Are Israelis paranoid?

Yes ... and they have every reason to be when it comes to Iran

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In recent days, as discussions about a possible war with Iran grow louder, I have heard that persistent question from people wondering if Israelis aren't making too much of the Iranian threat. Are Israelis paranoid?

We can discuss whether or not a war is justified. We can argue about whether the United States should intervene, whether Israeli should -- or could -- take on Iran alone. We may wonder what would happen if Iran acquired nuclear weapons and a host of its Arab neighbors followed suit. And we can ponder which would entail more risk, going to war or learning to live with a nuclear-armed and much more powerful Islamic Republic.

But, no, there is no arguing the question of whether Israelis are paranoid: You bet they are.

And with good reason.

Let's set aside the lessons of history, which are multiple, tragic and eerily repetitive. Let's focus instead on the present.

Just a few weeks ago, on Feb. 3, Iran's Supreme Leader Ayatollah Ali Khamanei, the country's most powerful man and its spiritual leader, told the faithful in his Friday sermon that Israel is "a cancerous tumor that should be cut and will be cut." Iran, he said, would help anyone who wants to help carry out this Israelectomy. Ayatollah Khamanei vowed to promote "the hegemony of Iran."

While reaffirming his commitment to continue with the nuclear program, Ayatollah Khamanei admitted that Iran has already participated in recent wars between Israel and groups that exist for the purpose of destroying the country. "We have intervened," he revealed to no one's surprise, in the wars between Israel and Hezbollah in Lebanon 2006 and Hamas in Gaza in 2008.

During those wars, thousands of rockets were launched against Israeli civilians, forcing hundreds of thousands to flee their homes and more than a million to live in underground shelters while missiles crashed above ground.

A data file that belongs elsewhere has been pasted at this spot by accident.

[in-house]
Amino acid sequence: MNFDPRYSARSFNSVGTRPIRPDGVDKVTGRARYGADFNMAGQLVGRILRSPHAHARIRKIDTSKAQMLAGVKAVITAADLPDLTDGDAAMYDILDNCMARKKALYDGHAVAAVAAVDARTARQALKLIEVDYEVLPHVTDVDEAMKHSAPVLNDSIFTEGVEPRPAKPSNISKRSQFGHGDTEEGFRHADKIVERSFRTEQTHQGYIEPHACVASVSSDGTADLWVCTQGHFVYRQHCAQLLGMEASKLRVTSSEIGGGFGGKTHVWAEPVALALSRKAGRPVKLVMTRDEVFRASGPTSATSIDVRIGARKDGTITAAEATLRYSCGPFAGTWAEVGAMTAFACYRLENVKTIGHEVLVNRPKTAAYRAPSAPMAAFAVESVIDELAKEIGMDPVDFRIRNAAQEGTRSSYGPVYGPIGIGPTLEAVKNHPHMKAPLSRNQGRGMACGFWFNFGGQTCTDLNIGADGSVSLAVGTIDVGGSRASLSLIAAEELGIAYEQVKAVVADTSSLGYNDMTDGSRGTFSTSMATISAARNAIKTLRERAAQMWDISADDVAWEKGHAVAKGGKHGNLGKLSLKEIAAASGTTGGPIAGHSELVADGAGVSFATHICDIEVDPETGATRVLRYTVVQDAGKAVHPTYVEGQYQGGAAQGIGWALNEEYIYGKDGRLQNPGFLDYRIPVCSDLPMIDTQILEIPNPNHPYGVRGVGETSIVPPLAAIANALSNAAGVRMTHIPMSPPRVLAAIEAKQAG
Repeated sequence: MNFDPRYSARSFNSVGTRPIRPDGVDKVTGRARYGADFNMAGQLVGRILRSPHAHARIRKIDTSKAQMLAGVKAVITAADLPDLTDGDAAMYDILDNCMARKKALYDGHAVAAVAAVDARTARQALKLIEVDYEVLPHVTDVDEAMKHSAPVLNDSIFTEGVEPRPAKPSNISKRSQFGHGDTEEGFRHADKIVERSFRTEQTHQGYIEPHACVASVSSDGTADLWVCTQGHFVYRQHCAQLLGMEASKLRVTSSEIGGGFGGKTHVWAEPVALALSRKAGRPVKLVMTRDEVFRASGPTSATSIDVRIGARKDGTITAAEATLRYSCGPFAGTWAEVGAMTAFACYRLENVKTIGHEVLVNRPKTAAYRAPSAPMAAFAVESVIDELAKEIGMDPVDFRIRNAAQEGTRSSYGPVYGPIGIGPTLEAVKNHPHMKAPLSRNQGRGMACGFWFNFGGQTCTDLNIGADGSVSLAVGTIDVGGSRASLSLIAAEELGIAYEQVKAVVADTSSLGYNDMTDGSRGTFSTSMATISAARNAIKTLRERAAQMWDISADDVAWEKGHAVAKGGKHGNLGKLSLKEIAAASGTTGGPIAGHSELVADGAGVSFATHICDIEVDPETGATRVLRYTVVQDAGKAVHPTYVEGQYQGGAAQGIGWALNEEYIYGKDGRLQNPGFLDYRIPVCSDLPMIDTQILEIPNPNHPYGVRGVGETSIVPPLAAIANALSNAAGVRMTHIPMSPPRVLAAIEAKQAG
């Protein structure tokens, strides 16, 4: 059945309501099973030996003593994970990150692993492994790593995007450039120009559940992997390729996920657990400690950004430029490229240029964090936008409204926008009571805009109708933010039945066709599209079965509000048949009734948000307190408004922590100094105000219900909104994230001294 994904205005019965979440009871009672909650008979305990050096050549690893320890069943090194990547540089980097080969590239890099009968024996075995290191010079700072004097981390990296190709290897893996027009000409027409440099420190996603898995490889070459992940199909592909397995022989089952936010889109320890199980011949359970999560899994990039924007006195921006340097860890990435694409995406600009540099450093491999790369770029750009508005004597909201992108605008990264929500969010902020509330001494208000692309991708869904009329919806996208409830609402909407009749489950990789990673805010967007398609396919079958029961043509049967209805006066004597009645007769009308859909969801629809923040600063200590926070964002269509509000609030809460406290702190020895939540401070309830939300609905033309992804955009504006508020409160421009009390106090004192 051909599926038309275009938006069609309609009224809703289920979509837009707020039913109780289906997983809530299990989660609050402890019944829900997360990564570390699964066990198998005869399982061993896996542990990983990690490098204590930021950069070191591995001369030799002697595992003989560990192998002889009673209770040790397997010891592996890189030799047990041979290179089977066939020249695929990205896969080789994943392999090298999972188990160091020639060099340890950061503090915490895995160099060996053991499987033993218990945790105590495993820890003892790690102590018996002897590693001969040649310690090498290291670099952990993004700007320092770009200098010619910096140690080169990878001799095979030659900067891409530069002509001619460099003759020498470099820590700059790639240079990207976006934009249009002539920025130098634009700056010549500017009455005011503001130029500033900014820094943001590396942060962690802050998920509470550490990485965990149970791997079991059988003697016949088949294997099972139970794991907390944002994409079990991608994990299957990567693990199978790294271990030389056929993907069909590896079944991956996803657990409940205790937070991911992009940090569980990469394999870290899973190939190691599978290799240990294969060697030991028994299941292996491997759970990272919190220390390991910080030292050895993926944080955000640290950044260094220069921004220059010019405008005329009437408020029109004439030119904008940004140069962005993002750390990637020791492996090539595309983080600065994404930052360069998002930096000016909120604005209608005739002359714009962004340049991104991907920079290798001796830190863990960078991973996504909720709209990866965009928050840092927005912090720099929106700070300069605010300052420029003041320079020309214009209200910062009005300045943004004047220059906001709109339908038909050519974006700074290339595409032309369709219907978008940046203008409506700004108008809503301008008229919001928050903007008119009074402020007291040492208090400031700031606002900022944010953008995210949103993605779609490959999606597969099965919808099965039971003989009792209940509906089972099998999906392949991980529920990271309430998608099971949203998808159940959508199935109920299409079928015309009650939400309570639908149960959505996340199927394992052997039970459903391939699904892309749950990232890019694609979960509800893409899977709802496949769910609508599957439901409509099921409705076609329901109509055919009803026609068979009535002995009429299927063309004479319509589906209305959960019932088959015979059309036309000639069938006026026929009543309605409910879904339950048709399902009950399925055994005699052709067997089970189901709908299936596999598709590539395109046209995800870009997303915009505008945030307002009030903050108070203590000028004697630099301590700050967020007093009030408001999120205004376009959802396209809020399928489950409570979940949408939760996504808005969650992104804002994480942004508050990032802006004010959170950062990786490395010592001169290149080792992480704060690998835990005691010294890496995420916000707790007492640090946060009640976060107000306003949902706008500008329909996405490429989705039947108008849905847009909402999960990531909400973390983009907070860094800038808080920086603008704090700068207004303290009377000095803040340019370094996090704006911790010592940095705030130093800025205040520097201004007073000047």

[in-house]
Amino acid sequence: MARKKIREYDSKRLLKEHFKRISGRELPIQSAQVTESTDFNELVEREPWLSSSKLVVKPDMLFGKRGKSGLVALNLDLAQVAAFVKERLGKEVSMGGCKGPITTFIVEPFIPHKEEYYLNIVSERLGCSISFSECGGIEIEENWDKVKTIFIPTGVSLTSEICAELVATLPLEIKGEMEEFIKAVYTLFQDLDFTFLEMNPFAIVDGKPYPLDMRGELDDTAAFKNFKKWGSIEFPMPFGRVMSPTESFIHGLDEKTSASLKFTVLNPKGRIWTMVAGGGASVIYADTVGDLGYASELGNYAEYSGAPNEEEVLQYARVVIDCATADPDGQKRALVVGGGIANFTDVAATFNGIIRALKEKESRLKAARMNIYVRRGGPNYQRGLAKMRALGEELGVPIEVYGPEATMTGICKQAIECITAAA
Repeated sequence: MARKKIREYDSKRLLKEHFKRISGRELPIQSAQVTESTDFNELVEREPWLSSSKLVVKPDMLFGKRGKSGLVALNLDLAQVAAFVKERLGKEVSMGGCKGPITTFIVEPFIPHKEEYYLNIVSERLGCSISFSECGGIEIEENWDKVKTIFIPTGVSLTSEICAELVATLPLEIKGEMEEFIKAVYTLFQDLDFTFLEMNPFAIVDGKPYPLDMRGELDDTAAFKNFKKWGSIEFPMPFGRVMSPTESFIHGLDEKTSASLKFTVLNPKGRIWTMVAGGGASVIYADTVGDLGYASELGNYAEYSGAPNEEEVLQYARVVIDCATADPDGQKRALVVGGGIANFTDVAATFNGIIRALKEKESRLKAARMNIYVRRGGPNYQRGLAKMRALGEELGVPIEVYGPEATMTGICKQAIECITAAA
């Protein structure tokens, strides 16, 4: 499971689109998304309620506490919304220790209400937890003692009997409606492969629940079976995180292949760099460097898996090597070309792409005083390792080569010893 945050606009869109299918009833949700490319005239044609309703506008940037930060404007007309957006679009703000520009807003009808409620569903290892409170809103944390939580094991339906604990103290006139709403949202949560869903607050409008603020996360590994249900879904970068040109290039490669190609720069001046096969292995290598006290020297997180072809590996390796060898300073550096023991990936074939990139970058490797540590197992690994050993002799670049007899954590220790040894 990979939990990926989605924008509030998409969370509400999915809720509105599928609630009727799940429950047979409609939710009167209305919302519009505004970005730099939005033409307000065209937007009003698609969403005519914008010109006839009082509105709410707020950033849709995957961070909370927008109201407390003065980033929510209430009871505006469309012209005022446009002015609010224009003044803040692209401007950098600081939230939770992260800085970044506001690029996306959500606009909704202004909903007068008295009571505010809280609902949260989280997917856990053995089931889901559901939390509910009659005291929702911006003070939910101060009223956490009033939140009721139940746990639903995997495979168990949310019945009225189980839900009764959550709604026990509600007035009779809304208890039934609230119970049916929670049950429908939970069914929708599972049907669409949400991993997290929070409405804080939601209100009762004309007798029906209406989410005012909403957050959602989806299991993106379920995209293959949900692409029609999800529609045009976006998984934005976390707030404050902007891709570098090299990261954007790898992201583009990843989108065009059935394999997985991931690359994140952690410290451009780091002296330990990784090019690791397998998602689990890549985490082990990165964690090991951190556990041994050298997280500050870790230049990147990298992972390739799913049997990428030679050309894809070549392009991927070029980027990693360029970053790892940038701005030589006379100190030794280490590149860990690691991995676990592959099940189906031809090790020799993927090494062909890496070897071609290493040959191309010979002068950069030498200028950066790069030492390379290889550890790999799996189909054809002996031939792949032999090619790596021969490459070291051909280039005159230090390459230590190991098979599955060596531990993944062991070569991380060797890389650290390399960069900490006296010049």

Back in 2006, a visibly shaken Israeli mother of three told me, "Next time, the rockets will carry nuclear weapons." She was no security expert, but she expressed a fear that keeps parents awake, just as it does military and government leaders.

A few weeks ago, I witnessed a drill in which Israelis prepared for a "dirty bomb" attack near the country's principal port, Haifa. The simulation presented what organizers called a "plausible" scenario in which terrorists detonate a conventional weapon laced with nuclear materials in a highly populated area. It's a major fear of Israeli security experts, who believe Iran would be happy to hide behind terrorist groups, as it has done before, and pass them small quantities of radioactive material.

To anyone wondering if Israelis are worrying too much, there is much evidence to show that is exactly what they should be doing.

At about the same time as his "Israel is Cancer speech," a close ally of Ayatollah Khamanei published a theological justification of why Israel and the Jews should be killed, along with a detailed military proposal. "Residents of Tel Aviv and Haifa can be targeted even by Shahab 3 missiles ... [the area] comprises about 60 percent of the Israeli population," wrote Alireza Forghani.

In the meantime, the prospect of rockets falling on Israelis requires no paranoia or imagination. Rockets and mortar shells are launched regularly toward Israel from Gaza. As I write this, three more missiles have just hit Israel. Since the start of the year, those trying to kill Israelis have launched 39 rockets. Last year they shot 653. Most -- not all -- of the projectiles miss their target, but they keep people, especially children, in a state of constant anxiety, and they serve as a reminder that much worse could be in store.

Iranian leaders repeatedly proclaim their wish to destroy Israel. Journalists have photographed military parades displaying long-range missiles, capable of reaching Israel and Europe, draped with banners reading "Israel must be uprooted and erased from history."

And to those saying Iran makes "rational" decisions, let's remember their rationality includes the belief that dying can be glorious. Chillingly revealing was their well-documented practice of sending thousands of Iranian children as human mine clearers during the war with Iraq. The children, who died in explosions they set off, received plastic keys to wear around their necks, indicating they would soon enter heaven. This may be rational within some people's worldview, but it is hardly reassuring.

Undoubtedly, there are strong arguments to make for and against attacking Iran to stop its nuclear program. But there is also plenty of reason to be nervous, even paranoid.

Frida Ghitis writes about foreign affairs for The Miami Herald (


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